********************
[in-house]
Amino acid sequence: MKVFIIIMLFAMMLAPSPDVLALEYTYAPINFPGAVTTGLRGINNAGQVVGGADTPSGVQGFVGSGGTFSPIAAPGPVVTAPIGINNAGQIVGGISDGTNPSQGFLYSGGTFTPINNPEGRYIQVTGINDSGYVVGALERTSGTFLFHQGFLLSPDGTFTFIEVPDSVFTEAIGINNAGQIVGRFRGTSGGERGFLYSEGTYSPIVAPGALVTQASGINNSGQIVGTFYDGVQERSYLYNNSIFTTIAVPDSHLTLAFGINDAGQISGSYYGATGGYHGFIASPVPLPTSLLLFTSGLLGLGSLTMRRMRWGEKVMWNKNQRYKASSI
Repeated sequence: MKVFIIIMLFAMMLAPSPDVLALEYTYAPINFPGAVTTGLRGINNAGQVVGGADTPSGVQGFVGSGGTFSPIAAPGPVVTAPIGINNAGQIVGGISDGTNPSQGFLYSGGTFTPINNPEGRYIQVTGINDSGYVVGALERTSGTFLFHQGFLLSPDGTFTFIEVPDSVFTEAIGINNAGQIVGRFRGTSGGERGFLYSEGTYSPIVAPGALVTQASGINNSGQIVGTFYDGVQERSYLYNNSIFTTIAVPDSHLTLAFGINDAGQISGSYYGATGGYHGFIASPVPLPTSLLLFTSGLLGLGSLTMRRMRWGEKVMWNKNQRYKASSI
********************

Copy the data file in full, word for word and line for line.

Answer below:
[in-house]
Amino acid sequence: MKVFIIIMLFAMMLAPSPDVLALEYTYAPINFPGAVTTGLRGINNAGQVVGGADTPSGVQGFVGSGGTFSPIAAPGPVVTAPIGINNAGQIVGGISDGTNPSQGFLYSGGTFTPINNPEGRYIQVTGINDSGYVVGALERTSGTFLFHQGFLLSPDGTFTFIEVPDSVFTEAIGINNAGQIVGRFRGTSGGERGFLYSEGTYSPIVAPGALVTQASGINNSGQIVGTFYDGVQERSYLYNNSIFTTIAVPDSHLTLAFGINDAGQISGSYYGATGGYHGFIASPVPLPTSLLLFTSGLLGLGSLTMRRMRWGEKVMWNKNQRYKASSI
Repeated sequence: MKVFIIIMLFAMMLAPSPDVLALEYTYAPINFPGAVTTGLRGINNAGQVVGGADTPSGVQGFVGSGGTFSPIAAPGPVVTAPIGINNAGQIVGGISDGTNPSQGFLYSGGTFTPINNPEGRYIQVTGINDSGYVVGALERTSGTFLFHQGFLLSPDGTFTFIEVPDSVFTEAIGINNAGQIVGRFRGTSGGERGFLYSEGTYSPIVAPGALVTQASGINNSGQIVGTFYDGVQERSYLYNNSIFTTIAVPDSHLTLAFGINDAGQISGSYYGATGGYHGFIASPVPLPTSLLLFTSGLLGLGSLTMRRMRWGEKVMWNKNQRYKASSI